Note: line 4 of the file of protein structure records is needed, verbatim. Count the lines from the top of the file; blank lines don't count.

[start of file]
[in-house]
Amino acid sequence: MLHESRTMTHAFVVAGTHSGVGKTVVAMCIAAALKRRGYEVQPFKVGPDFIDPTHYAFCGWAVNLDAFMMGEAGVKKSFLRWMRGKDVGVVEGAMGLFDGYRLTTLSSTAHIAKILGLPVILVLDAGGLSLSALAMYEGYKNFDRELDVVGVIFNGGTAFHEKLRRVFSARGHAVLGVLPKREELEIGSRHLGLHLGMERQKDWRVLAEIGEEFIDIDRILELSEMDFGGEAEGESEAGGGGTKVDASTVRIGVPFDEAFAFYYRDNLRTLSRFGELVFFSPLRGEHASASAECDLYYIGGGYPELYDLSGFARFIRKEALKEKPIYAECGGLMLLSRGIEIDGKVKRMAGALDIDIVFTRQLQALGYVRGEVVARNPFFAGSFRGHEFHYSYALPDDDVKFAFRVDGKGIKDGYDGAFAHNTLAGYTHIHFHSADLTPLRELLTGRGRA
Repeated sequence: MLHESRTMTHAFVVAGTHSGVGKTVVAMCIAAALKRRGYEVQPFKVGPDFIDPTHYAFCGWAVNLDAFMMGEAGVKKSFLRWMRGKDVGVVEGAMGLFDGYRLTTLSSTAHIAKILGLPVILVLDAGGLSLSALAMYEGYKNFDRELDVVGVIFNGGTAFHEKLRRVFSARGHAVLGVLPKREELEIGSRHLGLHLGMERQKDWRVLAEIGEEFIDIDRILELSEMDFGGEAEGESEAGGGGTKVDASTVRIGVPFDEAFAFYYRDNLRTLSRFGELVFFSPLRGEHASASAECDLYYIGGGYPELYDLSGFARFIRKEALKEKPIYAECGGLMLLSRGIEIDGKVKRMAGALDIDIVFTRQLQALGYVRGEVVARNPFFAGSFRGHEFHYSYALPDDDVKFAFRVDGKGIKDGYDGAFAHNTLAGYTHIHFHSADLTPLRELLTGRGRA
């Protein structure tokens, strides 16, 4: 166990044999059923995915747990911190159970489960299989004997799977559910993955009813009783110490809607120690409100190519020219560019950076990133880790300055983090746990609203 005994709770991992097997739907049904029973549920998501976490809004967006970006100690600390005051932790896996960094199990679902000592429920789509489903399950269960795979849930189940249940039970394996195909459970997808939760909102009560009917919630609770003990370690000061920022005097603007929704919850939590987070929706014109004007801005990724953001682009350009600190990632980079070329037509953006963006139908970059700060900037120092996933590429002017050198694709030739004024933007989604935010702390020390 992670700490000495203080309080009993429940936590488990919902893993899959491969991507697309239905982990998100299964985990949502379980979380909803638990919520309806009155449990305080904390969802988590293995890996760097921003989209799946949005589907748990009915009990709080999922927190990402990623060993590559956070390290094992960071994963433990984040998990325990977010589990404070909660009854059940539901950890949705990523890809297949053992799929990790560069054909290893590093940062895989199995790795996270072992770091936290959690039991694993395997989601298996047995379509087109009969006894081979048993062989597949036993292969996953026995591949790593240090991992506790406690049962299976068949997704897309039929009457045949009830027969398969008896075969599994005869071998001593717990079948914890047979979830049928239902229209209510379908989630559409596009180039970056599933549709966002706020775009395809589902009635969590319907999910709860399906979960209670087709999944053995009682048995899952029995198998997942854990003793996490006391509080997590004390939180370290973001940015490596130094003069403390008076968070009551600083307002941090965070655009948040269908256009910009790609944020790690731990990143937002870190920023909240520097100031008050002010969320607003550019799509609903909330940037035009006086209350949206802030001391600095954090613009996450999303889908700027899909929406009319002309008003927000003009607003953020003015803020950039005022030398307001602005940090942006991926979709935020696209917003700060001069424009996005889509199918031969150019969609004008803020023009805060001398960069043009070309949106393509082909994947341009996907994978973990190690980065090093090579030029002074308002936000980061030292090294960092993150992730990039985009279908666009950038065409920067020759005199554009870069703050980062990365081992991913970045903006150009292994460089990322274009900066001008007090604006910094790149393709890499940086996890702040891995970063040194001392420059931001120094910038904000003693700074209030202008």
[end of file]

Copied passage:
């Protein structure tokens, strides 16, 4: 166990044999059923995915747990911190159970489960299989004997799977559910993955009813009783110490809607120690409100190519020219560019950076990133880790300055983090746990609203 005994709770991992097997739907049904029973549920998501976490809004967006970006100690600390005051932790896996960094199990679902000592429920789509489903399950269960795979849930189940249940039970394996195909459970997808939760909102009560009917919630609770003990370690000061920022005097603007929704919850939590987070929706014109004007801005990724953001682009350009600190990632980079070329037509953006963006139908970059700060900037120092996933590429002017050198694709030739004024933007989604935010702390020390 992670700490000495203080309080009993429940936590488990919902893993899959491969991507697309239905982990998100299964985990949502379980979380909803638990919520309806009155449990305080904390969802988590293995890996760097921003989209799946949005589907748990009915009990709080999922927190990402990623060993590559956070390290094992960071994963433990984040998990325990977010589990404070909660009854059940539901950890949705990523890809297949053992799929990790560069054909290893590093940062895989199995790795996270072992770091936290959690039991694993395997989601298996047995379509087109009969006894081979048993062989597949036993292969996953026995591949790593240090991992506790406690049962299976068949997704897309039929009457045949009830027969398969008896075969599994005869071998001593717990079948914890047979979830049928239902229209209510379908989630559409596009180039970056599933549709966002706020775009395809589902009635969590319907999910709860399906979960209670087709999944053995009682048995899952029995198998997942854990003793996490006391509080997590004390939180370290973001940015490596130094003069403390008076968070009551600083307002941090965070655009948040269908256009910009790609944020790690731990990143937002870190920023909240520097100031008050002010969320607003550019799509609903909330940037035009006086209350949206802030001391600095954090613009996450999303889908700027899909929406009319002309008003927000003009607003953020003015803020950039005022030398307001602005940090942006991926979709935020696209917003700060001069424009996005889509199918031969150019969609004008803020023009805060001398960069043009070309949106393509082909994947341009996907994978973990190690980065090093090579030029002074308002936000980061030292090294960092993150992730990039985009279908666009950038065409920067020759005199554009870069703050980062990365081992991913970045903006150009292994460089990322274009900066001008007090604006910094790149393709890499940086996890702040891995970063040194001392420059931001120094910038904000003693700074209030202008």